Sourc­ing Wine:

Expat Living (Singapore) - - Contents -

A visit to the vine­yards of Italy

The Road Trip

Af­ter five days of crazi­ness in Verona, we were happy to head north to the pho­to­genic Dolomite moun­tains, stop­ping at two Trentino cel­lars, then push­ing east to Fri­uli for tast­ings at our two most enig­matic winer­ies. Next, we drove south­west to Veneto for a tour of our bio­dy­namic win­ery, Tasi, be­fore head­ing south to the “boot” of Italy through Emilia-ro­magna and into the Marche re­gion.

From the Mon­tepul­ciano vines of Marche, we moved to the Sa­grantino vines of Um­bria in cen­tral Italy, where we got to learn about the re­search on polyphe­nols (a chem­i­cal com­pound found to have health ben­e­fits) in Sa­grantino grapes, and why wine­maker Ce­sarini Sar­tori is now mak­ing juice and jam from this “heart-healthy” grape.

There wasn’t much time for sight­see­ing, but we did man­age a quick trip to the old town of As­sisi’s 13th-cen­tury church, be­fore head­ing fur­ther west and then north to Tus­cany and Pied­mont. We ended our grand tour drink­ing “noble” wines and tak­ing in the im­pres­sive scenery in Lom­bardy.

What stands out above ev­ery­thing on a trip like this – even be­yond the beau­ti­ful vino – is the hu­mil­ity and pas­sion of the wine­mak­ers. As the es­tates we work with are small-pro­duc­tion and fam­ily-run, you’ll find hus­bands and wives, daugh­ters and sons, all do­ing their part to make their dreams a re­al­ity. They epit­o­mise the ex­pres­sion that wine is “bot­tled po­etry”, with their love of en­demic vines and per­sonal ded­i­ca­tion to their craft; you’ll find them down in the vine­yards check­ing the new buds, clean­ing equip­ment in the cel­lars, check­ing sam­ples from the bar­rels, and de­sign­ing the lo­gos and la­bels. This ded­i­ca­tion means lit­tle time for the tra­di­tional forms of mar­ket­ing, which is why we love telling sto­ries on their be­half – and it’s an hon­our and a plea­sure to do so.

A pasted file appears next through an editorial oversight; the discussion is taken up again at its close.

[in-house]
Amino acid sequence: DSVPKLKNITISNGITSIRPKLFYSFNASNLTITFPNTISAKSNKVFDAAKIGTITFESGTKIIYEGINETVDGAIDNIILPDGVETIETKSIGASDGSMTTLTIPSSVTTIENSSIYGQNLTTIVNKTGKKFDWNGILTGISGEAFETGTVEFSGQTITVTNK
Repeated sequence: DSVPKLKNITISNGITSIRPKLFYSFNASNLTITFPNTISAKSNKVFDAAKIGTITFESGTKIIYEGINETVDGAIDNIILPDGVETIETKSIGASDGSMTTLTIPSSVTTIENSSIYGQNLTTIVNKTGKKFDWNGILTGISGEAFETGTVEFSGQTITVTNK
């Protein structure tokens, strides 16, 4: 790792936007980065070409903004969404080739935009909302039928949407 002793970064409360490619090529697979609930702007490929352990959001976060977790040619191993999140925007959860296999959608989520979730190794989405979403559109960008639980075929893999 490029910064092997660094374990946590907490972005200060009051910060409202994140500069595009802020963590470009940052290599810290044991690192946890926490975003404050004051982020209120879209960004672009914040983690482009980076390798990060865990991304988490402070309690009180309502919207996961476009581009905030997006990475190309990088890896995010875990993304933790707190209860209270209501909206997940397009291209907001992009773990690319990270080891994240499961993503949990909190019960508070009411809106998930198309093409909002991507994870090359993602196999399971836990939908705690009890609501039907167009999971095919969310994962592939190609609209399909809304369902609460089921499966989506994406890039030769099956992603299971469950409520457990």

• Hear­ing about Fiorentino Po­jer’s se­cre­tive grap­pa­mak­ing process, which pre- dates the Po­jer & San­dri wine­mak­ing cel­lar in the Trentino-alto Adige re­gion. • A visit to the half-fin­ished un­der­ground cel­lar of wine­maker Dami­jan Pod­ver­sic and his daugh­ter Ta­mara, who showed us the spe­cial soil (and rocks) that gives their orange wine its unique char­ac­ter. • See­ing wine­maker Edi Kante’s per­sonal art­work (also used on his bot­tle la­bels) dis­played on the walls of his cave-like cel­lar in Fri­uli. • Stop­ping to see the iron in the soil and Neb­bi­olo grape buds in the Gat­ti­nara vine­yards at Paride Iaretti, while en route to a panoramic view­point over­look­ing the sur­round­ing vol­canic hills; a tast­ing in the cel­lar to com­pare dif­fer­ent vin­tages de­vel­op­ing in the bar­rels fol­lowed. • Our walk up the sweep­ing path to the Castello di Ci­gog­nola, a win­ery si­t­u­ated at a his­toric cas­tle in­au­gu­rated in 1212 ( the brand’s award- win­ning Bar­bera wine is named Dod­ici Dod­ici, or “twelve twelve”), and try­ing the vine­yard’s new Per Papa wine, ded­i­cated to the win­ery pa­tri­arch who re­cently passed away; the bot­tle’s la­bel fea­tures two an­gels seen in the cas­tle’s paint­ings.

Lunch at Pravis win­ery

Castello di Ci­gog­nola

Wine­maker Clau­dio Mar­i­otto ages Ti­morasso grape skins in an old-fash­ioned clay am­phora

Clean­ing cel­lar equip­ment at Pravis win­ery

Bio­dy­namic prosecco at Tasi

Gat­ti­nara soil

Po­jer & San­dri

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